Late in the film, a scene wherein Neil attempts to explain to Tatiana how light factors into the look of a sunset is tellingly repeated. Tatiana isn’t interested in what he has to say, and it’s in fact this moment that directly precedes her furious demands to leave Oklahoma and go live with her father. Neil’s work—indeed, his life—is dictated by science and reason whereas Marina and Tatiana are creatures of instinct and emotion, and you’ll notice how she’s often backlit, taking in the sun as she gallops through the fields, and when alone, he’s constantly seen under overcast skies. In the dog days of their marriage, Neil becomes increasingly emotionally abusive, seen increasingly in heavily sunlit places, while Marina becomes even more spontaneous and uncontrollable. It’s a classical confrontation, but it’s depicted through unique gestures and aesthetic choices, both graceful and violent, minor actions that seem tremendous set against Malick’s engulfing, spacious vistas. The approach, emotionally complex in narrative as it is expectedly breathtaking in aesthetic, makes the familiar dynamic feel bracingly distinct and galvanic, and brings a renewed, unfettered faith to a medium that often seems lost in the darkness.
Magnolia follows in the line of more-or-less flawless transfers of Terrence Malick films on Blu-ray; it’s in great company with Criterion’s treatment of Days of Heaven, Badlands, and The Thin Red Line. Clarity is stunning throughout, which makes Malick’s natural lighting all the more spellbinding. The early scenes in France look absolutely amazing, but so do the scenes in Target and the supermarket, thanks to the bold, potent look of the colors littering the aisles and walls. Though Malick is adverse to night scenes largely, black levels prove to be nice and inky. As for the audio, it’s just as impressive, with dialogue and Marina’s voiceover clear and crisp out front. Hanan Townshend’s lovely score mixes well with selections from Wagner, Tchaikovsky, Hayden, and sound effects in the background. An exemplary transfer overall.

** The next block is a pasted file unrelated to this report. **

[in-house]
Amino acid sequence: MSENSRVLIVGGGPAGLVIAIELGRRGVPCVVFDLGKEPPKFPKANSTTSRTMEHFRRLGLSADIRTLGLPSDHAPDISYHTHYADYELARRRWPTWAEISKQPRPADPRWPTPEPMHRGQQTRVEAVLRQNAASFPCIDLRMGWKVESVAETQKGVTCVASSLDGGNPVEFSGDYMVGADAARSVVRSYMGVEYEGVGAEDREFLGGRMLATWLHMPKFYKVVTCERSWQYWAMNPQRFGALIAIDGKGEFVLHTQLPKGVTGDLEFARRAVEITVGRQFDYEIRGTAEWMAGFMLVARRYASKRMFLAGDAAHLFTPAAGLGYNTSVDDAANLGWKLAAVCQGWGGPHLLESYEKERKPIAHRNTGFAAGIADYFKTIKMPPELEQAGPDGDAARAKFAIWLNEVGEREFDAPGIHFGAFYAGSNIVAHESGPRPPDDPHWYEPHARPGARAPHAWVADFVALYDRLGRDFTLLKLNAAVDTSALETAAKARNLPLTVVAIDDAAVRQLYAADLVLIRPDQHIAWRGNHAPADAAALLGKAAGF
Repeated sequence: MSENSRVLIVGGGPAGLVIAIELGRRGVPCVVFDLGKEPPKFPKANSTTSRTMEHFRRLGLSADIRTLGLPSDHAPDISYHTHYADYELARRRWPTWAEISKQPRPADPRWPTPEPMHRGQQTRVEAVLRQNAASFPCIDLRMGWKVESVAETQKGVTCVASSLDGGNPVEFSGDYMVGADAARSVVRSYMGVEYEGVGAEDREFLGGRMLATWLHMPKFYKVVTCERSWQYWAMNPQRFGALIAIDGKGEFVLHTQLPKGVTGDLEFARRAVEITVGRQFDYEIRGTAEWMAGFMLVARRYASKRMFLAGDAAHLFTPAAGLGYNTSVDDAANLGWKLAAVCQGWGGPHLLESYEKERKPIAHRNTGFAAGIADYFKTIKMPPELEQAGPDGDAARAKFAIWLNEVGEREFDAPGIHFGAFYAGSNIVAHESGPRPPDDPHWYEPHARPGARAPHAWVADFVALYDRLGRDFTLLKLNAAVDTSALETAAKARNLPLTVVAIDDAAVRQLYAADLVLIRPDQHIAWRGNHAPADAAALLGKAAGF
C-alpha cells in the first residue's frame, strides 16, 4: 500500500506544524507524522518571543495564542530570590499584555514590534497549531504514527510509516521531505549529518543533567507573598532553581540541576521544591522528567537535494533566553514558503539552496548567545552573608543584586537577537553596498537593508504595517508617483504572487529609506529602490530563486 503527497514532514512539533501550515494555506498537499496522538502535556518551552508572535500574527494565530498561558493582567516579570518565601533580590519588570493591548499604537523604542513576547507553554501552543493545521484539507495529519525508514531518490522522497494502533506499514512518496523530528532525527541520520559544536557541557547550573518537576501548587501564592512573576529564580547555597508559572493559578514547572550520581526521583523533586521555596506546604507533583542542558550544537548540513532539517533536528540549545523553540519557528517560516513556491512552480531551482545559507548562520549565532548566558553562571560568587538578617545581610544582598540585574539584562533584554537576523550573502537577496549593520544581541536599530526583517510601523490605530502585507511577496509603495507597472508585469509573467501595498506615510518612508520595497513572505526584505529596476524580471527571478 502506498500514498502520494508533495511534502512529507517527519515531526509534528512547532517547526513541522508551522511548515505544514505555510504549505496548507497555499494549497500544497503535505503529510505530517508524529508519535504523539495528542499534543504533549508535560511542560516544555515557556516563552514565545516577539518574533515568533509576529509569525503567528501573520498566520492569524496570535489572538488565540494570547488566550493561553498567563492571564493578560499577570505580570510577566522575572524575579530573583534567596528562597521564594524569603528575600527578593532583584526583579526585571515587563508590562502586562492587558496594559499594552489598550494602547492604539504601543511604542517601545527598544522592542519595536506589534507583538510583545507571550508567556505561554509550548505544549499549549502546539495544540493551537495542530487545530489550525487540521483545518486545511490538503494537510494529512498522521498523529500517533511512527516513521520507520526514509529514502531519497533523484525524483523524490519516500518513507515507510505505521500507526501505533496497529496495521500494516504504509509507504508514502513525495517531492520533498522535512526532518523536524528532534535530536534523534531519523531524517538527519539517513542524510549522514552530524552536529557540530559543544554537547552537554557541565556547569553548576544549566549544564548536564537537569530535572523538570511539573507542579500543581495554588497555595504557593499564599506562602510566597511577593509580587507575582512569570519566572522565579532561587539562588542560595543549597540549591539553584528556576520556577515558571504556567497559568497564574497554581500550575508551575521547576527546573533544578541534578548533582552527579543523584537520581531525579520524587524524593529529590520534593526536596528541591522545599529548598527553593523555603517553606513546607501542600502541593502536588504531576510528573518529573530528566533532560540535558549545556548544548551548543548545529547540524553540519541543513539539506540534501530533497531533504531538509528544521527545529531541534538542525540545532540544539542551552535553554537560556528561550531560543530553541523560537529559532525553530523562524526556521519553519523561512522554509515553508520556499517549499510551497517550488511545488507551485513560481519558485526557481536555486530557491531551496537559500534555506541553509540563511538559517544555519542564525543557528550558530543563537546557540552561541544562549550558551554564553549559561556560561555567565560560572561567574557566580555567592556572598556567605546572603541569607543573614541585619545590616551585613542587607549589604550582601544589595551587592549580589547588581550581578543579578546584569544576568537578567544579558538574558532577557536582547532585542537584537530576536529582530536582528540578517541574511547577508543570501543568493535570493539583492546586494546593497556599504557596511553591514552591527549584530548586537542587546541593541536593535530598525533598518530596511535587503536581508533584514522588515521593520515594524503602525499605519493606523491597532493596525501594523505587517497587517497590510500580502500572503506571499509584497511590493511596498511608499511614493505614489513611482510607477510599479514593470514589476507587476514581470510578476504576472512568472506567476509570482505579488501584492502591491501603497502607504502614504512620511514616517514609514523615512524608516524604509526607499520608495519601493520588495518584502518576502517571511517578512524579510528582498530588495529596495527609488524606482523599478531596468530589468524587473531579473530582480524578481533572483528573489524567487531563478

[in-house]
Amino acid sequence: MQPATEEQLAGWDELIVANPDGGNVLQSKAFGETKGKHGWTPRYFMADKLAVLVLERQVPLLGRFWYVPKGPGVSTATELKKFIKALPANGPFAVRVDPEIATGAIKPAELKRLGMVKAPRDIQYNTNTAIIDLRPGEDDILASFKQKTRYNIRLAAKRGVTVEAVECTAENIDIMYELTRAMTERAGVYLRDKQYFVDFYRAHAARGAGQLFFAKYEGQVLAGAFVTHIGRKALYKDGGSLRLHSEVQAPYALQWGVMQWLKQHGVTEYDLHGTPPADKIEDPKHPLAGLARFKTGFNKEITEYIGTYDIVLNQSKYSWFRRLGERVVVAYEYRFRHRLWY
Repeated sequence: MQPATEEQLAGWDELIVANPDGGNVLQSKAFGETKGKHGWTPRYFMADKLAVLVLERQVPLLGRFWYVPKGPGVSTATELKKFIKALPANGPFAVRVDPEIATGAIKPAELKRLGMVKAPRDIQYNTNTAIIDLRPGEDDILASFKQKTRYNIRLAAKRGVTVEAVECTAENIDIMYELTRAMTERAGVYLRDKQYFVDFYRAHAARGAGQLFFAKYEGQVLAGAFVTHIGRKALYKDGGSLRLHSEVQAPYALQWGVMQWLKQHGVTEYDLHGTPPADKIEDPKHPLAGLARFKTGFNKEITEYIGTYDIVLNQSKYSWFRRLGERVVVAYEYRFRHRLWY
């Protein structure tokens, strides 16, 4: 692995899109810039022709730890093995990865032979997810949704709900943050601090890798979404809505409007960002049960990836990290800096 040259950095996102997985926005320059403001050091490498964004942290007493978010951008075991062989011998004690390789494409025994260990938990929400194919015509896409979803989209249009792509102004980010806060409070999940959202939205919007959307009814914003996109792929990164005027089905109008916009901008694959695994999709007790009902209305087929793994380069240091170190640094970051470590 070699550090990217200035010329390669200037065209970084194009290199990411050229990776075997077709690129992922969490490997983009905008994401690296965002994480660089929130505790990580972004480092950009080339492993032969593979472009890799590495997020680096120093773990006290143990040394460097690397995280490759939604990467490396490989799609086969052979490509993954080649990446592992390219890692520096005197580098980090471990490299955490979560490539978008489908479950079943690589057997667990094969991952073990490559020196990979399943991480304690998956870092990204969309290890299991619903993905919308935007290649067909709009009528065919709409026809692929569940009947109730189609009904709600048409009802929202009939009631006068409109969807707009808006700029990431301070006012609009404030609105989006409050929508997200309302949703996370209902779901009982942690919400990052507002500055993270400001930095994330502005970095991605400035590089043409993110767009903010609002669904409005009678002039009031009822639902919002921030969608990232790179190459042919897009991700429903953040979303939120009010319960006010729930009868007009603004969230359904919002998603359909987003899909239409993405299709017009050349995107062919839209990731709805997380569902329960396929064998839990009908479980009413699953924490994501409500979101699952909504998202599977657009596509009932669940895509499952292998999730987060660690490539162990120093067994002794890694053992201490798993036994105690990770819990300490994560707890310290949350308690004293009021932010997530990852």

Three solid, if not exactly ideal, featurettes are included on the disc, and the best one deals with the local non-professionals who worked on the film, many of whom appear with Javier Bardem. A crucial element of what makes To the Wonder so enchanting is the easy warmth and boisterousness of the local people who help give the setting a life of its own, a sense of dense, unforced interconnectedness. The making-of featurette and "The Ballet" are stocked with interviews that give some sense of what it’s like to be under Malick’s direction, but there’s no sign of the man himself, sadly. "The Actor’s Experience" is just a shorter cut of the making-of featurette. A trailer is also included.
Terrence Malick gets swept up in a bad love affair in picturesque Oklahoma and Magnolia does more than well by the visual and auditory splendor of the director’s strangely ferocious sixth feature.